LGBT Pride Month 2015 – The Year of the “T”

IMPORTANT NOTE: Lots of Useful and Interesting LGBT and Pride Month Links at the bottom of the blog! Any many links throughout the main article! Check them out.

The Stonewall Inn in Greenwich Village, New York City, Universally considered the beginning of the modern Gay Rights Movement in the US

The Stonewall Inn in Greenwich Village, New York City, Universally considered the beginning of the modern Gay Rights Movement in the US

Traditionally, June is LGBT (Lesbian, Gay, Bisexual, Transgender) Pride Month commemorating the “Stonewall Rebellion” in Greenwich Village, New York in late June 1969. Led by a set of brave drag queens, patrons of the Stonewall Tavern boldly stood up to police harassment.

In my annual LGBT Pride Month blog this year I want to focus on the “T” (or transgender) in LGBT. Why? This seems to be a watershed time with a significant increase of focus on the transgender segment of our community.

Over the past 12 months as I delivered LGBT workshops and trainings across the country, mostly in a human resources professional setting, about 80% of the questions during the “Question and Answer” time are about transgender issues. Questions like:
• What do we need to do HR policy-wise to be more supportive of our transgender employees?
• How do we make the business case to our senior executives that we as a company should be providing gender transition health benefits for our transgender employees, and that medical treatments and surgeries should be considered necessary and not “optional” care?
• What kind of training do we need to provide to the co-workers of an employee who may be undergoing gender transition?
• What bathroom should a transgender person be using? What should we do if another employee complains about a transgender employee using a certain bathroom?

I believe there are several reasons for this increased focus:
• High profile celebrity transitions (Chas Bono a few years ago and more recently Bruce (now Caitlyn) Jenner) have made transgender people much more visible. (LATE EDIT: Link to this cool Vanity Fair magazine cover featuring Caitlyn Jenner!)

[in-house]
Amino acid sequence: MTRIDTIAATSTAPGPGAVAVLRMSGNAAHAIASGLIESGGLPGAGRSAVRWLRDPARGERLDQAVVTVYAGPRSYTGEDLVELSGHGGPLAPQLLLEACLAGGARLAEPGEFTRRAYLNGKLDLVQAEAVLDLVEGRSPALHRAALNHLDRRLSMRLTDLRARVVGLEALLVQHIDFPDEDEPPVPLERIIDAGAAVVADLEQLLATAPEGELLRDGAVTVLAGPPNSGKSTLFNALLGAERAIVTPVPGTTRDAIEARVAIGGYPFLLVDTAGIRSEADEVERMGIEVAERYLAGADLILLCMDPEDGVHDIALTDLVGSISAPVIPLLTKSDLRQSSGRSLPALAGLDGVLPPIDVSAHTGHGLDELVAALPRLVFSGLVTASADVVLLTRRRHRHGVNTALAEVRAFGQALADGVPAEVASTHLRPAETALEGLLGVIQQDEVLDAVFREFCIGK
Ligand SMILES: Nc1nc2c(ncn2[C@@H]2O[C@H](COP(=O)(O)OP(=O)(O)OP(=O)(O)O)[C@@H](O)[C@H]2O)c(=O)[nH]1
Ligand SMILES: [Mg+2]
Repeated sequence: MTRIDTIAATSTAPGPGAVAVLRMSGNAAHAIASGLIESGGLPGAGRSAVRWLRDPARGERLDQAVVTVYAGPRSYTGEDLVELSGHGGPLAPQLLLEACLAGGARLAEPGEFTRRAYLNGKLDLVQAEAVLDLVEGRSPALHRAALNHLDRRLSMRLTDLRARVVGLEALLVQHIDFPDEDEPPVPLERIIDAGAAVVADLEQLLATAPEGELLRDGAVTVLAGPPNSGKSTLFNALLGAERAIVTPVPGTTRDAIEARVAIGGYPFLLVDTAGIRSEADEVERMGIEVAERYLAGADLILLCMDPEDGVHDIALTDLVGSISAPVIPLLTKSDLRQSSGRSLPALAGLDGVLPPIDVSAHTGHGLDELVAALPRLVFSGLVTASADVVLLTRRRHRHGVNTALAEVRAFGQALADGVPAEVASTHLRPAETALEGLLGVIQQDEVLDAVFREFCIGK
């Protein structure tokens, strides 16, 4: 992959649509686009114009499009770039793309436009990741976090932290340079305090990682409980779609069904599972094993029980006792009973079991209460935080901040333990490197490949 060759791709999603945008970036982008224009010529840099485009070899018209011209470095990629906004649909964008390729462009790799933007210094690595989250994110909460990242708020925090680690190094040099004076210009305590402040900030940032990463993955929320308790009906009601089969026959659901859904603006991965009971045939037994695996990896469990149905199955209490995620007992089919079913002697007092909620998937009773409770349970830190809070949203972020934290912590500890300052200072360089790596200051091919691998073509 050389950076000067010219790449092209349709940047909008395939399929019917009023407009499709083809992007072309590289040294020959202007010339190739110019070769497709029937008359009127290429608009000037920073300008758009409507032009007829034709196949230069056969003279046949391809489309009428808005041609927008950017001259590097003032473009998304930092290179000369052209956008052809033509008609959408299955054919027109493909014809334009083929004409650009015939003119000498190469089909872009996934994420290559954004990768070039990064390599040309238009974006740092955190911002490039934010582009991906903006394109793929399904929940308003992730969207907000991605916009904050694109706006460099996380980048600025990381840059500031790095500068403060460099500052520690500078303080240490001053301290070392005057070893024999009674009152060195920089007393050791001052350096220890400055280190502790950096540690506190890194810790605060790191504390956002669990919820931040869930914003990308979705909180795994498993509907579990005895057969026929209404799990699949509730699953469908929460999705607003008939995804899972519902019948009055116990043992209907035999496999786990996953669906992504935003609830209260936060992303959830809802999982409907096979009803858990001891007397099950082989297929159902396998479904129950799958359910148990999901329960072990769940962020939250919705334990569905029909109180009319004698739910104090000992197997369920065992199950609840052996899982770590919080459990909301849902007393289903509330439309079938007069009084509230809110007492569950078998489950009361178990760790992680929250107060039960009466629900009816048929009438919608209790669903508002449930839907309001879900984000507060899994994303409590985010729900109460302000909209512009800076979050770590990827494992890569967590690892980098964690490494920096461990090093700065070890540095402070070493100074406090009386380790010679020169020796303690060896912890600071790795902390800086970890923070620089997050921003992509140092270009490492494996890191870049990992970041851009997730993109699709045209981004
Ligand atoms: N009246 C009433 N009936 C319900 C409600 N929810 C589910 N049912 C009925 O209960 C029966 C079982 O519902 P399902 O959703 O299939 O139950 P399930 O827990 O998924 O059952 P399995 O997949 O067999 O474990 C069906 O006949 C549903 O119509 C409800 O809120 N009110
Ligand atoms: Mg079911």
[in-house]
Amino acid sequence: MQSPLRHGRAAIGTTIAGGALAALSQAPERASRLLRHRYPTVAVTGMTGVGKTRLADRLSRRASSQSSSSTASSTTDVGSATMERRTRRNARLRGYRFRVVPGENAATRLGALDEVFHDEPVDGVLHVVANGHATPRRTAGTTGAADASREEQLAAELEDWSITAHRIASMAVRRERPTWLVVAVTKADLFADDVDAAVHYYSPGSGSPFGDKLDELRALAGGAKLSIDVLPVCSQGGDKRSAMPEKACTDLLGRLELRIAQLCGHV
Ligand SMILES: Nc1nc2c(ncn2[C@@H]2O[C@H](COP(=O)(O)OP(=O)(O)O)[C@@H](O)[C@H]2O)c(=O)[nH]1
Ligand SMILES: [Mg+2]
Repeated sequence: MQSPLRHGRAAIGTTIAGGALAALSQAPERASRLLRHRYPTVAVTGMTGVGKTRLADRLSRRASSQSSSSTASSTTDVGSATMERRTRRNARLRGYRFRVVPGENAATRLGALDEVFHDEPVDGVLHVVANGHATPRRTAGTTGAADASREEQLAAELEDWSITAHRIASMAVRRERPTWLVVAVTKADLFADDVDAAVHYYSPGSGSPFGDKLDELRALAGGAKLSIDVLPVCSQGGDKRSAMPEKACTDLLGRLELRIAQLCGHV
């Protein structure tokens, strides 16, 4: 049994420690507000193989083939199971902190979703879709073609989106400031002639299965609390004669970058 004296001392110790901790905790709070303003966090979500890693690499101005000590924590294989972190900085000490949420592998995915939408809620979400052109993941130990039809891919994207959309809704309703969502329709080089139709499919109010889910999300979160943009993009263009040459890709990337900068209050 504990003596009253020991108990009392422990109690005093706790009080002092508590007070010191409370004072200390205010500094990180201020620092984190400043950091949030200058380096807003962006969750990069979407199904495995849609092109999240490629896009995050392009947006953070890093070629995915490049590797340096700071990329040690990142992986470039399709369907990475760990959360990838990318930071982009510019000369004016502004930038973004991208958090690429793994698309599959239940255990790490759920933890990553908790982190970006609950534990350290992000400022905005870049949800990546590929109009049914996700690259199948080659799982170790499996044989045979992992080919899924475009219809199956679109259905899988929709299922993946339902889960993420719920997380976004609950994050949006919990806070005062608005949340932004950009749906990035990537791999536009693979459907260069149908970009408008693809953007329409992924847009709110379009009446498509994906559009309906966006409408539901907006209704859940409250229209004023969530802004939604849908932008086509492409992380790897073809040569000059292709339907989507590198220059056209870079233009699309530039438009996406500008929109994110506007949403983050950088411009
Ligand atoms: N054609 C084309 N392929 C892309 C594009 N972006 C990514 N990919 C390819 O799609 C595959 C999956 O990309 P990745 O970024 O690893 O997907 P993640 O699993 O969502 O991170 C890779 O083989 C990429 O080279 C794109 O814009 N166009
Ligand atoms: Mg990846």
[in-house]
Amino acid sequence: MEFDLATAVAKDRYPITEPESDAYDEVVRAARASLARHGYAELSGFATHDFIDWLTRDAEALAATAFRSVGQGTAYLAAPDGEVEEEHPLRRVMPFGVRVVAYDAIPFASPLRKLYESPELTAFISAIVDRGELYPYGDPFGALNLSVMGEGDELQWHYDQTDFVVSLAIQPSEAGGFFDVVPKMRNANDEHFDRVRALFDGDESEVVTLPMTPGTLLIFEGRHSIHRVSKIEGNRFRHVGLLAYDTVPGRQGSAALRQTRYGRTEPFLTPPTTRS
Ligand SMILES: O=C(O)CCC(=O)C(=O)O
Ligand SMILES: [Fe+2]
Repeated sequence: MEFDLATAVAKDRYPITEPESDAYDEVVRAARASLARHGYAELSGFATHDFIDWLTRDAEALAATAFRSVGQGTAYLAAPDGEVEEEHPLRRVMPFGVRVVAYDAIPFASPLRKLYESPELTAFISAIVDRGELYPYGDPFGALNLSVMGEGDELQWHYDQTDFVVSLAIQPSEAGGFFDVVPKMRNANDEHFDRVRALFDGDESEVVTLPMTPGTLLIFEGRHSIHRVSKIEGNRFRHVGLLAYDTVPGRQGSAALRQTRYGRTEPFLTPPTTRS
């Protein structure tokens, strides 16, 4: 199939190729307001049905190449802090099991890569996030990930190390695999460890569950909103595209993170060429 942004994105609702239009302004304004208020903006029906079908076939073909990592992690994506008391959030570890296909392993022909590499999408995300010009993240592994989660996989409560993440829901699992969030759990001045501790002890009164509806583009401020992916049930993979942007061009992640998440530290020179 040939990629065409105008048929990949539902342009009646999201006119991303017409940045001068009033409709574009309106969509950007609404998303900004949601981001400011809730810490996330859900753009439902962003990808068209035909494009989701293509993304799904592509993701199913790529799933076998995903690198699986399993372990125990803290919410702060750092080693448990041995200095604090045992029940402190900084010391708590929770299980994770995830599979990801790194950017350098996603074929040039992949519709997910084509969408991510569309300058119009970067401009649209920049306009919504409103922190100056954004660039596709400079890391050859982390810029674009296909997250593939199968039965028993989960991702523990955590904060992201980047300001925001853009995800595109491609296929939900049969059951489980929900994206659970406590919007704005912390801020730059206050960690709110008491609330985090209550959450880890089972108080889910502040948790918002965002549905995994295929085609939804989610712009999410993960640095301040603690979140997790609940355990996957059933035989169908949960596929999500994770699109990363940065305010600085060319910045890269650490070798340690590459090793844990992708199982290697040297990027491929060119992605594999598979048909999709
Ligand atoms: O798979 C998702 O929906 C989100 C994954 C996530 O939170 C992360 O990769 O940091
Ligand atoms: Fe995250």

• Transgender characters are featured as mainstream in a more positive light such as Laverne Cox (link to Time Magazine Interview) in “Orange is the New Black.” In fact Ms. Cox was the first transgender person to be featured on cover of a Time Magazine issue last year with the title “The Transgender Tipping Point – America’s Next Civil Rights Frontier.”

Transgender woman Laverne Cox made history by being the first transgender person on the cover of Time Magazine (May, 2014)

Transgender woman Laverne Cox made history by being the first transgender person on the cover of Time Magazine (May, 2014)

• With a large majority of Fortune 500 companies now providing full inclusion for gay men, lesbian and bisexual people covered under “sexual orientation,” they are now addressing the transgender area (gender identity and expression) that may have not been fully addressed earlier.
• The younger generation now emerging into more leadership roles are much more “gender fluid” and not as tied to strict gender stereotypes and roles.

(NOTE: As a University of Chicago graduate I was delighted and proud as am alumnus to see the Jan-Feb Alumni Magazine include an alumni essay called “On Common Ground” written by transwoman Christina Kahrl AB’90 about her finding acceptance as a transgender women as a baseball writer and television analyst.)

In fact, while I was in the middle of writing this blog, Mr. Val Boston III of Boston and Associates, one of my experienced consulting mentors forwarded me an announcement : Dr. Jamison Green, a pioneering world leader in transgender advocacy (who I even worked with early in IBM’s days of addressing transgender employees) has announced a strategic partnership with the Diversity & Inclusion Center to education organizations about transgender issues in the workplace.